The U.S. military plans to implant soldiers with medical devices,
making them harder to kill with diseases.
Mar 21, 2012
The military’s Defense Advanced Research Projects Agency, or DARPA, announced plans to create nanosensors that monitor soldiers’ health on the battlefield and keep doctors constantly abreast about potential health problems.
DARPA’s plan for nanosensors reflects a larger trend, as scientists are trying to harness technology to improve health care across the globe. Doctors are already quickly adopting mobile technology to improve patient care, carrying around iPads to better explain procedures and inventing smartphone apps to oversee drug users’ progress and watch for signs of stress in at-risk patients.
DARPA called the implants “a truly disruptive innovation,” highlighting how healthier soldiers would change the state of modern warfare because most medical evacuations occur due to ordinary illnesses and disease, not injuries. If the U.S. can lead the way in this kind of high-tech monitoring, it could give the military another leg up on adversaries still beset by everyday illness.
Nanotechnology continues to find a place in the medical field as well. Stanford University researchers are developing tiny robotic monitors that can diagnose illnesses, monitor vital stats and even deliver medicine into the bloodstream, similar to the devices that the military plans to create. The two projects have yet to link up, but their similar goals suggest the military could benefit from coordinating efforts with leading university scientists.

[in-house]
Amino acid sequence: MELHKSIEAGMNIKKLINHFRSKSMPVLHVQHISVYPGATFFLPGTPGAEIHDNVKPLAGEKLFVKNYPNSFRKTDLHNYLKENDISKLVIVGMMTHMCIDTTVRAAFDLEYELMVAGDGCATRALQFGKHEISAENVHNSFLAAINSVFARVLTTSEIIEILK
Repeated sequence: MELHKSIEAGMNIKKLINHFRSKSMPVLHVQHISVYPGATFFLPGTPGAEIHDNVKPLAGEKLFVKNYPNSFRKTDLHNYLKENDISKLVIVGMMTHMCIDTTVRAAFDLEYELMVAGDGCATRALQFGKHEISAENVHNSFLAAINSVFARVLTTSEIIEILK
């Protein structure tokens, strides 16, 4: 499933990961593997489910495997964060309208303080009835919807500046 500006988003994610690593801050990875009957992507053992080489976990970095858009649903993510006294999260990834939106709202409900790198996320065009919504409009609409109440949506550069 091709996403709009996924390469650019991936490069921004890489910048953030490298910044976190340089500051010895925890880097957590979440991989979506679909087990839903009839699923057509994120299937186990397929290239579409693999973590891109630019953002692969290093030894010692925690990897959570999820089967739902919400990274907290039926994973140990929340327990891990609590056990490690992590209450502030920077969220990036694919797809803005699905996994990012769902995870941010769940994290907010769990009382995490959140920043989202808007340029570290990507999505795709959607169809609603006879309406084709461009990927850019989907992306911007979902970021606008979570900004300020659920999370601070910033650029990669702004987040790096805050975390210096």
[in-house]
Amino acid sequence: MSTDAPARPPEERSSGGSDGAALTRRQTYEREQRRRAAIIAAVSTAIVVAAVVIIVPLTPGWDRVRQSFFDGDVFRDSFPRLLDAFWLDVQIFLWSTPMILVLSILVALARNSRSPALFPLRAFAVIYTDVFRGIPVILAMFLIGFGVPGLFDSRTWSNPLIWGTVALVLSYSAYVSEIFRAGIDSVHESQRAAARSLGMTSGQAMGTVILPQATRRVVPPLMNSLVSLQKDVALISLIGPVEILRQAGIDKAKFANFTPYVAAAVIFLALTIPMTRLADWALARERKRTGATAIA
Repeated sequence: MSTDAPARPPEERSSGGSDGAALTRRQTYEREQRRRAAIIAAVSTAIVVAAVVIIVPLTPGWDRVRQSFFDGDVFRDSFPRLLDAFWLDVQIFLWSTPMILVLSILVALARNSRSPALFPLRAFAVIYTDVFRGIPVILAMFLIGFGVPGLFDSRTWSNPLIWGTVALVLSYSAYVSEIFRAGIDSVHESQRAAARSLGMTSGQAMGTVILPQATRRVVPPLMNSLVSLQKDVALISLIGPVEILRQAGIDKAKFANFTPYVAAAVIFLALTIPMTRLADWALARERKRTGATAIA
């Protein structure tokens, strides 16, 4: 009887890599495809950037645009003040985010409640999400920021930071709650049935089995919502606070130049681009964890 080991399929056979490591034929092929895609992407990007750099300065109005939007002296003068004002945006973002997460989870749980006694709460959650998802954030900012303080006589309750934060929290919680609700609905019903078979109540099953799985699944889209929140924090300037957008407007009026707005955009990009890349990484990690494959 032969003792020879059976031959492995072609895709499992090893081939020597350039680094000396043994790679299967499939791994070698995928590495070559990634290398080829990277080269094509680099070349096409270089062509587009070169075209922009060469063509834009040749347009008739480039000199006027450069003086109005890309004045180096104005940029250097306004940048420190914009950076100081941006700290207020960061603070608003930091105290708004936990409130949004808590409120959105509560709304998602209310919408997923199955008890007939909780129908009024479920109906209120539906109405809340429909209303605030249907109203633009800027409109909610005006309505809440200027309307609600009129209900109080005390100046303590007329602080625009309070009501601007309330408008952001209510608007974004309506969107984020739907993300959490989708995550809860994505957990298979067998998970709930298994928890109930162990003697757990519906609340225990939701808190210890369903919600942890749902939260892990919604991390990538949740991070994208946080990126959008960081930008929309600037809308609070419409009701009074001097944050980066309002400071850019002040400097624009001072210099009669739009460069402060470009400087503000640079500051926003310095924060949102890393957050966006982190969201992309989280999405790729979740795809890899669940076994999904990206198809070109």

The U.S. military regularly invests in the latest mobile technology, not only in healthcare but in its ground operations as well, as the military encourages app developers to develop apps for warfare. The Army is actively incorporating smartphones into battlefield equipment, recognizing the devices’ ability to revolutionize combat.
Still, the U.S. is not the only country in on the action, as China developed an iPhone app to give the People’s Liberation Army information.